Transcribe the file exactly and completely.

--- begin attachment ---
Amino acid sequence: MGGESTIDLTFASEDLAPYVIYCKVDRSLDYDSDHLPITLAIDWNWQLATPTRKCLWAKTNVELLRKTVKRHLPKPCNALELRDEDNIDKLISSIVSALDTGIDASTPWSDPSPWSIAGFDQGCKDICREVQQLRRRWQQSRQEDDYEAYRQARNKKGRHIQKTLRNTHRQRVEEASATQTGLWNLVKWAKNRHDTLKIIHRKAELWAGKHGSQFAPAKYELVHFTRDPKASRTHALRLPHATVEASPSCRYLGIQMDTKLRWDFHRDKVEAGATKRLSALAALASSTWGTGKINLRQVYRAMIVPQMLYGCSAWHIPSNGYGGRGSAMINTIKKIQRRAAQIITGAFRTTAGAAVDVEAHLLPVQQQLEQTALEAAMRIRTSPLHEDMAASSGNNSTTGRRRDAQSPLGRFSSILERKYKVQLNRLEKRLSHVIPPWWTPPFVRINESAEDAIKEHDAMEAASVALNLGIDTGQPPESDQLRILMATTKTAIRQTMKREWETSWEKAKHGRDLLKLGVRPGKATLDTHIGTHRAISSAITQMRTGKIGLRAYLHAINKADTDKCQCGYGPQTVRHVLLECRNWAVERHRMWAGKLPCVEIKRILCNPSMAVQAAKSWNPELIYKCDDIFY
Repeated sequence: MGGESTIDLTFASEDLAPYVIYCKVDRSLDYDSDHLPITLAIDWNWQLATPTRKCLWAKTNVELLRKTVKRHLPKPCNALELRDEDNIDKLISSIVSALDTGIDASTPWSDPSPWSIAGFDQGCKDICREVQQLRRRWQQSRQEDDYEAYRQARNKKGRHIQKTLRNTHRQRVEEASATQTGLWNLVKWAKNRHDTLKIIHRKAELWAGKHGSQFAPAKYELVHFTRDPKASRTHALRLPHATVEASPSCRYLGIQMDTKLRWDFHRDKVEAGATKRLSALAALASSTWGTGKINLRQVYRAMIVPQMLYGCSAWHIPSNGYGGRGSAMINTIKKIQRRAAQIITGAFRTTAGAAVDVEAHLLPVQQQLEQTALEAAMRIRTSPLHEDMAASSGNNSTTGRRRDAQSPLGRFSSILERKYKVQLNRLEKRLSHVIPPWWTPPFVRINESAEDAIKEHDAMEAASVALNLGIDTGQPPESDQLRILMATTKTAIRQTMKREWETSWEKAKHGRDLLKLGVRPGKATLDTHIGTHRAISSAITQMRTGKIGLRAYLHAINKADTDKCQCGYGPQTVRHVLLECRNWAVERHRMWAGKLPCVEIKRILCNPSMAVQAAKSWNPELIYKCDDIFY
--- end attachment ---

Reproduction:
Amino acid sequence: MGGESTIDLTFASEDLAPYVIYCKVDRSLDYDSDHLPITLAIDWNWQLATPTRKCLWAKTNVELLRKTVKRHLPKPCNALELRDEDNIDKLISSIVSALDTGIDASTPWSDPSPWSIAGFDQGCKDICREVQQLRRRWQQSRQEDDYEAYRQARNKKGRHIQKTLRNTHRQRVEEASATQTGLWNLVKWAKNRHDTLKIIHRKAELWAGKHGSQFAPAKYELVHFTRDPKASRTHALRLPHATVEASPSCRYLGIQMDTKLRWDFHRDKVEAGATKRLSALAALASSTWGTGKINLRQVYRAMIVPQMLYGCSAWHIPSNGYGGRGSAMINTIKKIQRRAAQIITGAFRTTAGAAVDVEAHLLPVQQQLEQTALEAAMRIRTSPLHEDMAASSGNNSTTGRRRDAQSPLGRFSSILERKYKVQLNRLEKRLSHVIPPWWTPPFVRINESAEDAIKEHDAMEAASVALNLGIDTGQPPESDQLRILMATTKTAIRQTMKREWETSWEKAKHGRDLLKLGVRPGKATLDTHIGTHRAISSAITQMRTGKIGLRAYLHAINKADTDKCQCGYGPQTVRHVLLECRNWAVERHRMWAGKLPCVEIKRILCNPSMAVQAAKSWNPELIYKCDDIFY
Repeated sequence: MGGESTIDLTFASEDLAPYVIYCKVDRSLDYDSDHLPITLAIDWNWQLATPTRKCLWAKTNVELLRKTVKRHLPKPCNALELRDEDNIDKLISSIVSALDTGIDASTPWSDPSPWSIAGFDQGCKDICREVQQLRRRWQQSRQEDDYEAYRQARNKKGRHIQKTLRNTHRQRVEEASATQTGLWNLVKWAKNRHDTLKIIHRKAELWAGKHGSQFAPAKYELVHFTRDPKASRTHALRLPHATVEASPSCRYLGIQMDTKLRWDFHRDKVEAGATKRLSALAALASSTWGTGKINLRQVYRAMIVPQMLYGCSAWHIPSNGYGGRGSAMINTIKKIQRRAAQIITGAFRTTAGAAVDVEAHLLPVQQQLEQTALEAAMRIRTSPLHEDMAASSGNNSTTGRRRDAQSPLGRFSSILERKYKVQLNRLEKRLSHVIPPWWTPPFVRINESAEDAIKEHDAMEAASVALNLGIDTGQPPESDQLRILMATTKTAIRQTMKREWETSWEKAKHGRDLLKLGVRPGKATLDTHIGTHRAISSAITQMRTGKIGLRAYLHAINKADTDKCQCGYGPQTVRHVLLECRNWAVERHRMWAGKLPCVEIKRILCNPSMAVQAAKSWNPELIYKCDDIFY